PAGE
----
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Posted 05 December 2017 - 07:28 AM

I think that the answer to May is a bit more complicated, given the back issues that likely arose from his body not being well prepared for / adjusted to a pen role.I understand that this is a new set of coaches and decision makers than previously, which might help him.

Another thing that complicates the answer is that we don't know who will be on the Twins roster come next March.If they get 2 top of the rotation arms and keep Santana, there is no space for May in the rotation, unless there is an injury.

In the unfortunate event that the Twins do not get enough arms, May better have a spot unless he proves he is not ready.

 

For some reason, I see this as a Santana vs. May situation, because the Twins will help themselves to top of the rotation pitchers.If Santana is not here, May will be in the rotation, if/when ready.if Santana is here, May will be in the pen and used as a spot starter, assuming he is ready.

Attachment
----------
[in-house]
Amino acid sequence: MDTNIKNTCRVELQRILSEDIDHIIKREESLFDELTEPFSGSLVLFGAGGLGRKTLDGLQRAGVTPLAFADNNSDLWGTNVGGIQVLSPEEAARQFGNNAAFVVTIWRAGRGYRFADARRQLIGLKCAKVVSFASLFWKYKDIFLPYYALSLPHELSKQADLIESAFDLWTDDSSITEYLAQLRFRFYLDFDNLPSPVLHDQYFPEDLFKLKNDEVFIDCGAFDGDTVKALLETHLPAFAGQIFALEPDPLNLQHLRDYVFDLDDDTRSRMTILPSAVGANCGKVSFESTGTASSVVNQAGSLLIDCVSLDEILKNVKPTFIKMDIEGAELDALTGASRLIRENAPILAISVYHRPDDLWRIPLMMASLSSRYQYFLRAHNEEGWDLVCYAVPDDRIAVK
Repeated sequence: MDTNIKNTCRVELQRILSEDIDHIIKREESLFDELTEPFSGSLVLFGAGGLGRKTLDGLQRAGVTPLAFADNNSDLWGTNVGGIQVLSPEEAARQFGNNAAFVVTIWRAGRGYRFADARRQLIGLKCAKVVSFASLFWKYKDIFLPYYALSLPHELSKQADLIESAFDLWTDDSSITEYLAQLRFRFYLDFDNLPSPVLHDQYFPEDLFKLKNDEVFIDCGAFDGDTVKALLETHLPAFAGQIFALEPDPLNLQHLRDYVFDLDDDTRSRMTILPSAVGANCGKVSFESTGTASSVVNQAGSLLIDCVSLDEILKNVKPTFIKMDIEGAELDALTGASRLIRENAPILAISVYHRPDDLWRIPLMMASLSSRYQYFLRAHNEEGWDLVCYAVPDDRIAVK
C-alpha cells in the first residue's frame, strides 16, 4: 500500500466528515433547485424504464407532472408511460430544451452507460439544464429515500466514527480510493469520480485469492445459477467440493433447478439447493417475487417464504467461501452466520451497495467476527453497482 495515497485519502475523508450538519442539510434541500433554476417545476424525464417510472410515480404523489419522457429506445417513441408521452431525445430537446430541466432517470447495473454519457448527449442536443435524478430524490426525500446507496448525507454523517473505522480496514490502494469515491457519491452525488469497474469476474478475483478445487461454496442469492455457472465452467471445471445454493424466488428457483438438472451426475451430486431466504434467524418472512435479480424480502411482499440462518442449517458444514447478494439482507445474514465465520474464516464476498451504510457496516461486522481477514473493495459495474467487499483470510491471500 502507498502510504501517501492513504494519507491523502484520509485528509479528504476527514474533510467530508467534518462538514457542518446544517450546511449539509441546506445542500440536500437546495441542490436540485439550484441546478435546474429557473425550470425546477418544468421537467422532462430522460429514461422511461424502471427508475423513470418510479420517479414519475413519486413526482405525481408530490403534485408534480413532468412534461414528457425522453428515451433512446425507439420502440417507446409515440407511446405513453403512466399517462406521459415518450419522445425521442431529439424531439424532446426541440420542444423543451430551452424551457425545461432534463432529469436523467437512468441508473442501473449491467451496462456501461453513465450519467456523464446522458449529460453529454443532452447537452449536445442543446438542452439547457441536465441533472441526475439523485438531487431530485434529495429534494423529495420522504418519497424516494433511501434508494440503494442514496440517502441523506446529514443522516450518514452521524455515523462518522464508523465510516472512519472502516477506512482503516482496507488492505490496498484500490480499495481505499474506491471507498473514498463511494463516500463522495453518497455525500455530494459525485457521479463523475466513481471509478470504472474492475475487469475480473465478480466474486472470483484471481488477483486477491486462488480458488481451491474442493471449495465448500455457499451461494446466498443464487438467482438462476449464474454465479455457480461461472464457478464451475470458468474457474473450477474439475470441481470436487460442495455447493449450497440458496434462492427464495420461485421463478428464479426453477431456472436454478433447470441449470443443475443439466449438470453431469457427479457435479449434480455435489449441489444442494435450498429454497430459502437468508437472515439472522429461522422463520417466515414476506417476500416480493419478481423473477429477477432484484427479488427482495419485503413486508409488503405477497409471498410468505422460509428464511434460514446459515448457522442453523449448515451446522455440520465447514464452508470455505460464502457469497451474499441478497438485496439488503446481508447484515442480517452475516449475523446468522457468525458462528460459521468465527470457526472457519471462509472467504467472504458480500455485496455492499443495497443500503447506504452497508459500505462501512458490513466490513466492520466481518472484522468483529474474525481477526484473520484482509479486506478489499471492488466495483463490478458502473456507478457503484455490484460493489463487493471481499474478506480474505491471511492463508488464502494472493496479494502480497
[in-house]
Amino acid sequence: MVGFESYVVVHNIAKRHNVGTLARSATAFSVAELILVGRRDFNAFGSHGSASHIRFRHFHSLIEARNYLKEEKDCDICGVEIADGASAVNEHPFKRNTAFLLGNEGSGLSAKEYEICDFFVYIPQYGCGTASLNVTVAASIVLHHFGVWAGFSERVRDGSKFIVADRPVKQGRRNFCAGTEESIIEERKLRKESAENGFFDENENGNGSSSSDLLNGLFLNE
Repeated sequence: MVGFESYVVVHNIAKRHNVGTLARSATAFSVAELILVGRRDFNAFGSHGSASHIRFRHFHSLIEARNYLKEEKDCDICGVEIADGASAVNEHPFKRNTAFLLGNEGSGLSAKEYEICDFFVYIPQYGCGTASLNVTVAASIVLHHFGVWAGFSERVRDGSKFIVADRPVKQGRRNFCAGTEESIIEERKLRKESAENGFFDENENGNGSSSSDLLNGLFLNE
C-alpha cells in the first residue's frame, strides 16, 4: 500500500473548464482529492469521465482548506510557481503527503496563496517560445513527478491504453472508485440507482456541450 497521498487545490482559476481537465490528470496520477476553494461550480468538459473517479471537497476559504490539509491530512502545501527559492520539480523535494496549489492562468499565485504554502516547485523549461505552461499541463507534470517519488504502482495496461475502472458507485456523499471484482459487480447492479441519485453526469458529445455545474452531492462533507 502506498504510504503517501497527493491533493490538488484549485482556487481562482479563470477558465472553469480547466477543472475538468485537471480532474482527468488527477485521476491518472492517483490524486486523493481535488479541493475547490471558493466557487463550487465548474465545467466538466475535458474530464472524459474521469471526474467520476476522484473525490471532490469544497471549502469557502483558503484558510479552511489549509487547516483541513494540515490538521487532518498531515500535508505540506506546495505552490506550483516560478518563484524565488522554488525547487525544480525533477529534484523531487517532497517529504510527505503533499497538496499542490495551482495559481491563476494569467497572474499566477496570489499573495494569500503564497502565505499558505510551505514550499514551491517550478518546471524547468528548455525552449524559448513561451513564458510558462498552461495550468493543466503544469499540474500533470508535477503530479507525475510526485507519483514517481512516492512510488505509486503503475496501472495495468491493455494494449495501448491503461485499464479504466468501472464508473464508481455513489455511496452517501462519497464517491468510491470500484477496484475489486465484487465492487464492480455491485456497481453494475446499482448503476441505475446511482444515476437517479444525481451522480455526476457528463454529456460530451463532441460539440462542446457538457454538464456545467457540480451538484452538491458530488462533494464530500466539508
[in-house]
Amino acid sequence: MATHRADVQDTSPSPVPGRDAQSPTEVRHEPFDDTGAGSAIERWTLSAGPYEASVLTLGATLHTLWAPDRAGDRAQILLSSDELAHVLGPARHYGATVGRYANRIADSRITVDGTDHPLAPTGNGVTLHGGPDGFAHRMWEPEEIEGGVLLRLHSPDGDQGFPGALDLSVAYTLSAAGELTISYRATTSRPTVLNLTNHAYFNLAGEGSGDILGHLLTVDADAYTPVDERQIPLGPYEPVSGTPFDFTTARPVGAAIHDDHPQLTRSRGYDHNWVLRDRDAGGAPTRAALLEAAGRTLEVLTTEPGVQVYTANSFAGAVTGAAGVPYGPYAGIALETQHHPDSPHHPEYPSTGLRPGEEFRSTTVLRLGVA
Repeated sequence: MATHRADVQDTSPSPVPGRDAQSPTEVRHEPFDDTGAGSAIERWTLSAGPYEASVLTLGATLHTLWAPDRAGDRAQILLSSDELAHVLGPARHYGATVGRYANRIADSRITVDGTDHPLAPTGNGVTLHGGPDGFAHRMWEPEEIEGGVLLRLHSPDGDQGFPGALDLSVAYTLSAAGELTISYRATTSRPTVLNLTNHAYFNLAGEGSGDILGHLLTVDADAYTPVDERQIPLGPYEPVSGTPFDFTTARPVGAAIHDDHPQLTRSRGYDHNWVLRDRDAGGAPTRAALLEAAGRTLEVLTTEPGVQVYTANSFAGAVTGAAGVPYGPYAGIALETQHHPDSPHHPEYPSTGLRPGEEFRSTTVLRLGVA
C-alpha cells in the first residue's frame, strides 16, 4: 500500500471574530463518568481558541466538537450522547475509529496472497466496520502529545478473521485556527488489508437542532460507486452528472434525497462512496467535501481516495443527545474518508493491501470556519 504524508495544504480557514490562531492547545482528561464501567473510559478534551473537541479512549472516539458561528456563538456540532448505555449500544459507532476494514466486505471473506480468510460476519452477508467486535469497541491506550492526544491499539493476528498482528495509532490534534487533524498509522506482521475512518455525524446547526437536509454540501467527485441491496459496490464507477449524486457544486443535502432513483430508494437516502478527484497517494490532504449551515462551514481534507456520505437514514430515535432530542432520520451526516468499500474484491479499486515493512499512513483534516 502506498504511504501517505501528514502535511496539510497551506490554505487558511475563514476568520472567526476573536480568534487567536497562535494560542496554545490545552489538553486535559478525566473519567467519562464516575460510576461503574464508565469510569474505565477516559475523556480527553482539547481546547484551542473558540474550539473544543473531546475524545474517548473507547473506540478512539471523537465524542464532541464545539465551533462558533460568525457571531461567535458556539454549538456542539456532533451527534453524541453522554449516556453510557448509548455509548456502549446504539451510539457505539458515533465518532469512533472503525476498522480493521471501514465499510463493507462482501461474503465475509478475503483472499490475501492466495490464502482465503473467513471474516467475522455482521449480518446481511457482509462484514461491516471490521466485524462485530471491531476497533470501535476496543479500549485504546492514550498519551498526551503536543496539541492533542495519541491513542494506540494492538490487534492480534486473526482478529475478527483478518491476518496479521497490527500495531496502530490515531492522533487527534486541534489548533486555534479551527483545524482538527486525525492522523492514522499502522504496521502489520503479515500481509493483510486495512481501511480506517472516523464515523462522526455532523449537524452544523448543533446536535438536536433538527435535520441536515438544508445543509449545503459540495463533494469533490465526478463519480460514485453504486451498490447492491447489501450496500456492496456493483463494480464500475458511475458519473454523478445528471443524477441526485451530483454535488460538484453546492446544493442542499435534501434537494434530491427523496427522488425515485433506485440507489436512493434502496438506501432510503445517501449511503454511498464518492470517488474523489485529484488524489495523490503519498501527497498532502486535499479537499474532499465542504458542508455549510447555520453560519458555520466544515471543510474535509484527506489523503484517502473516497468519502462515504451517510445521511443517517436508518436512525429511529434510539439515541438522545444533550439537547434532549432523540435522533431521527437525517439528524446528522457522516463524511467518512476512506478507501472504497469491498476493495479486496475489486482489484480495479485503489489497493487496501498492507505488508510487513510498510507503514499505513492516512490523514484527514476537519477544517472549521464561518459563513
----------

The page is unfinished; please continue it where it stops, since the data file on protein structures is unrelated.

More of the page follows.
May has an option, which makes things a tad more flexible.

 

Still long enough time to think about it.Come February/March, we'll have more data points.

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#7 rdehring

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Posted 05 December 2017 - 07:52 AM

Don't know whether or not he will be a reliever or starter...that's for others to decide.What I do expect is that he will not be ready for opening day.I see him spending a month to two in XST where he will finalize his rehab.He then gets sent out on a rehab assignment for 20 days and reports to the Twins sometime in late May or June.Bullpen or starting, we'll all know next spring.